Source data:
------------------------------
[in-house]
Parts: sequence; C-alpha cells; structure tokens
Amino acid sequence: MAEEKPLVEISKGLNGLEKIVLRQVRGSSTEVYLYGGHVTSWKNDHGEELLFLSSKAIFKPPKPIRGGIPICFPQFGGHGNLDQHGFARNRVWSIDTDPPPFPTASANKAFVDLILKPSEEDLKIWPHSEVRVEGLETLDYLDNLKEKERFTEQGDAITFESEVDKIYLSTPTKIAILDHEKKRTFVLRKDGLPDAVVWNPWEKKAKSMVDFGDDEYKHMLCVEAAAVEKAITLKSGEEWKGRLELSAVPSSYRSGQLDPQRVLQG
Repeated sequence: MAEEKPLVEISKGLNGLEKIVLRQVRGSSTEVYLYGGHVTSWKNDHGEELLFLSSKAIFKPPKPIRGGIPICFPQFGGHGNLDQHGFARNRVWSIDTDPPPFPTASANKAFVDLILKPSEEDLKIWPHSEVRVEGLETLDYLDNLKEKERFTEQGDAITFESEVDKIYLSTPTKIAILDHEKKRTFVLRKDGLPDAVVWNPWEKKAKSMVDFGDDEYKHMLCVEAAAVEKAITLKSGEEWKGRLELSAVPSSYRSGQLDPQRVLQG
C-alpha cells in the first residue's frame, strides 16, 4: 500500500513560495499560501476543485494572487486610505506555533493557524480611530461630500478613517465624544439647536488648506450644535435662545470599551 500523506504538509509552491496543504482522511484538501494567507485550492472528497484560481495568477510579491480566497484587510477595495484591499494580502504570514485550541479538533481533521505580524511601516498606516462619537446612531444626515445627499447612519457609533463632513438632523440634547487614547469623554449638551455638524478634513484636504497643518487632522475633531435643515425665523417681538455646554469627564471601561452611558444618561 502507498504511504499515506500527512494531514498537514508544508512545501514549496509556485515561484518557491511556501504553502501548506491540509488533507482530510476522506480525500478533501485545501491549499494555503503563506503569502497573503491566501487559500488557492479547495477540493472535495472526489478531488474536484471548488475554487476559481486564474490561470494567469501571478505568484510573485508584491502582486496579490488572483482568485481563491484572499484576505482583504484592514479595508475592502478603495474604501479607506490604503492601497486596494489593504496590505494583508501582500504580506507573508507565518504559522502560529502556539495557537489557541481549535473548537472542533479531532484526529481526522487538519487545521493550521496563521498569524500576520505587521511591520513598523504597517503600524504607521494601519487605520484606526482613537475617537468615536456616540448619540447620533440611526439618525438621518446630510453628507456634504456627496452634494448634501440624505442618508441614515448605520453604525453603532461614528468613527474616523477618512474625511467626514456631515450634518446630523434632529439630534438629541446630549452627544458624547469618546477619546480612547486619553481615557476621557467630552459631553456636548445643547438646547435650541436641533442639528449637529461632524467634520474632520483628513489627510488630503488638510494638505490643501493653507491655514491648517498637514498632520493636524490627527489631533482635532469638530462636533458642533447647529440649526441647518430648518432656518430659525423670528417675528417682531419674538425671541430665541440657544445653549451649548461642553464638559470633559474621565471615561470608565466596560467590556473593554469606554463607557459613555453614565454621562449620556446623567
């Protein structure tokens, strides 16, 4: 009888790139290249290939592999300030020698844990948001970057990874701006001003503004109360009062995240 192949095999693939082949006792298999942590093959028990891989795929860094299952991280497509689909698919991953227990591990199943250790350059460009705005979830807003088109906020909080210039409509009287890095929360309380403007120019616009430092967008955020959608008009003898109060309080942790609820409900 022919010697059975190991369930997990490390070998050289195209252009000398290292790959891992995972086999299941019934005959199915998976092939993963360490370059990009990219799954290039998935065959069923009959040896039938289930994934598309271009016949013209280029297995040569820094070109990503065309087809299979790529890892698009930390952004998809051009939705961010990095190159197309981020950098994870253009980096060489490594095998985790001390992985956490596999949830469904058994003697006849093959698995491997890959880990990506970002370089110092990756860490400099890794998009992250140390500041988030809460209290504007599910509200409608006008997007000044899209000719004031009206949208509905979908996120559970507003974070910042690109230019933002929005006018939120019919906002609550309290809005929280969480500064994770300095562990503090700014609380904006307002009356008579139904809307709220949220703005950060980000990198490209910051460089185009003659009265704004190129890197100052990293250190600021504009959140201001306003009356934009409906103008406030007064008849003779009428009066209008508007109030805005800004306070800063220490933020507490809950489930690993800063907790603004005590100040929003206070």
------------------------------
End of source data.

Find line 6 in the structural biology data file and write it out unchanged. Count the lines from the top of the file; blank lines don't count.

């Protein structure tokens, strides 16, 4: 009888790139290249290939592999300030020698844990948001970057990874701006001003503004109360009062995240 192949095999693939082949006792298999942590093959028990891989795929860094299952991280497509689909698919991953227990591990199943250790350059460009705005979830807003088109906020909080210039409509009287890095929360309380403007120019616009430092967008955020959608008009003898109060309080942790609820409900 022919010697059975190991369930997990490390070998050289195209252009000398290292790959891992995972086999299941019934005959199915998976092939993963360490370059990009990219799954290039998935065959069923009959040896039938289930994934598309271009016949013209280029297995040569820094070109990503065309087809299979790529890892698009930390952004998809051009939705961010990095190159197309981020950098994870253009980096060489490594095998985790001390992985956490596999949830469904058994003697006849093959698995491997890959880990990506970002370089110092990756860490400099890794998009992250140390500041988030809460209290504007599910509200409608006008997007000044899209000719004031009206949208509905979908996120559970507003974070910042690109230019933002929005006018939120019919906002609550309290809005929280969480500064994770300095562990503090700014609380904006307002009356008579139904809307709220949220703005950060980000990198490209910051460089185009003659009265704004190129890197100052990293250190600021504009959140201001306003009356934009409906103008406030007064008849003779009428009066209008508007109030805005800004306070800063220490933020507490809950489930690993800063907790603004005590100040929003206070």